For the first time, this guidance would include protections for transgender students and underscores best practices that have seamlessly been introduced in a number of districts throughout the country. While some have brought up concerns related to bathrooms and changing facilities, Byard is quick to point out that similar policies have already been successfully implemented throughout the nation.

“In state after state with good protections for transgender students, the worries have proven to be unfounded. Schools can and do support transgender youth with no problems for their peers and classmates, and with much better outcomes for the trans students themselves,” continued Byard.
The draft regulation does not mandate shared bathrooms or locker rooms. Instead, it requires that schools “work with students and families on providing access to locker rooms and bathrooms that correspond to students’ gender identity and expression.”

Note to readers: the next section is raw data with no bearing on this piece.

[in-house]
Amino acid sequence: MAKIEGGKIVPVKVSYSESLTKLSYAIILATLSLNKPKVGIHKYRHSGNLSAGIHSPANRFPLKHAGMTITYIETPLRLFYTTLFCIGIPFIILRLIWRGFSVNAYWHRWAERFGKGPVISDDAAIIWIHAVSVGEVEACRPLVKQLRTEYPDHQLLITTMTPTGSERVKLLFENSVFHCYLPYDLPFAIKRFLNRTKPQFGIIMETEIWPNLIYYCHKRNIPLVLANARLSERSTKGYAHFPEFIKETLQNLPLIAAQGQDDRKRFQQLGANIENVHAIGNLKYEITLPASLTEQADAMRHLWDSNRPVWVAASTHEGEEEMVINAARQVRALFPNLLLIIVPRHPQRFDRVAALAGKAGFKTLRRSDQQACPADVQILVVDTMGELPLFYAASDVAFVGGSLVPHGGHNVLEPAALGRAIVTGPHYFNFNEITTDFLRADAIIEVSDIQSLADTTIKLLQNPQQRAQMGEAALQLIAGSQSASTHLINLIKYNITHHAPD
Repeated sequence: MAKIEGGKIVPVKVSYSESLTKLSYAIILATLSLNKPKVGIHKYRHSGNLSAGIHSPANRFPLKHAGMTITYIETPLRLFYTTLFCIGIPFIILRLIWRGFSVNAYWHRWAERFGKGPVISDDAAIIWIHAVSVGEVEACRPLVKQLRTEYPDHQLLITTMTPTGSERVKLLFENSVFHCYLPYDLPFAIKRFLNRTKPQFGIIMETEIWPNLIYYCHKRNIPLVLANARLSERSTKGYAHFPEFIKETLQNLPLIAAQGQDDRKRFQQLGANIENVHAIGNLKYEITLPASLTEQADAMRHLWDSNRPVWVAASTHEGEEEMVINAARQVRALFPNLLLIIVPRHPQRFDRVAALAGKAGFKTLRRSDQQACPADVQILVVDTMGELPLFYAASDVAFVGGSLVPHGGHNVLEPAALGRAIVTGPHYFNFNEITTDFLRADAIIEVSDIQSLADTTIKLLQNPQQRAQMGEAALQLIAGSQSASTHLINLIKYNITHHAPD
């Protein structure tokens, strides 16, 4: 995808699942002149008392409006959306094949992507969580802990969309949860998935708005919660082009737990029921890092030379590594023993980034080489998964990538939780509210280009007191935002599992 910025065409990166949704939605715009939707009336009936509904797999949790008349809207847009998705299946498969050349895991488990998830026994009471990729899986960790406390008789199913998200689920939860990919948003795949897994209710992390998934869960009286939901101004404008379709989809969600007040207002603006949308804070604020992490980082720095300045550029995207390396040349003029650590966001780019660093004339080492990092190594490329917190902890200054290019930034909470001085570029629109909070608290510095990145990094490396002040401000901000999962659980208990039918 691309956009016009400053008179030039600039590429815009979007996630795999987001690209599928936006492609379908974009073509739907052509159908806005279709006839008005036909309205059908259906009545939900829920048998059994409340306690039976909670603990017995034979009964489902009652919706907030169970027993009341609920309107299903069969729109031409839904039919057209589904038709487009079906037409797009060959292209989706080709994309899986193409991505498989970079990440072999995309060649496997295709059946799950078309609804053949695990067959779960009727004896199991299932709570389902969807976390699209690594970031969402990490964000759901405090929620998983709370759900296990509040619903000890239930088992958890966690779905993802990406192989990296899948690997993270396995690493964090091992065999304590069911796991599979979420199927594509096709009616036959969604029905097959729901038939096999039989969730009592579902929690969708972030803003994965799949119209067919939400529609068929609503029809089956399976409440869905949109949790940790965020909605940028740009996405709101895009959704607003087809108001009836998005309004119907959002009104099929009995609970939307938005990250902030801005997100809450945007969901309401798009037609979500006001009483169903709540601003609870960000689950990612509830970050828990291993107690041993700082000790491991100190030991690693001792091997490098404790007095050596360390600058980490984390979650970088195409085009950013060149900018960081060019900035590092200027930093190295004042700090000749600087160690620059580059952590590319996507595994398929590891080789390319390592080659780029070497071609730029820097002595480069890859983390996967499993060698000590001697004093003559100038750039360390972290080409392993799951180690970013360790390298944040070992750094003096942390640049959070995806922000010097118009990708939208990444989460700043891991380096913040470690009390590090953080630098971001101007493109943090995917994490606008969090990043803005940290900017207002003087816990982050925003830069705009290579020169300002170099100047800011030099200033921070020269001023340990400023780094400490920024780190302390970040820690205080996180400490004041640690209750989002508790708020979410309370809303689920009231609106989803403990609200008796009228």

GLSEN has created model policies for schools, districts, and states that comply with Title IX while also ensuring transgender and gender nonconforming students are safe and respected while at school. Being young and is already difficult without the added challenges of being transgender. The latest edition of GLSEN’s National School Climate Survey found transgender students were more likely to avoid gender-segregated spaces at schools, such as bathrooms and locker rooms, because of feeling unsafe or uncomfortable.
We call upon the Delaware State Education Association to approve the amendment and support transgender youth. GLSEN stands ready to work with Delaware schools, transgender students, their families, and the broader school community, to ensure that both the needs of transgender students and the privacy of all students are respected.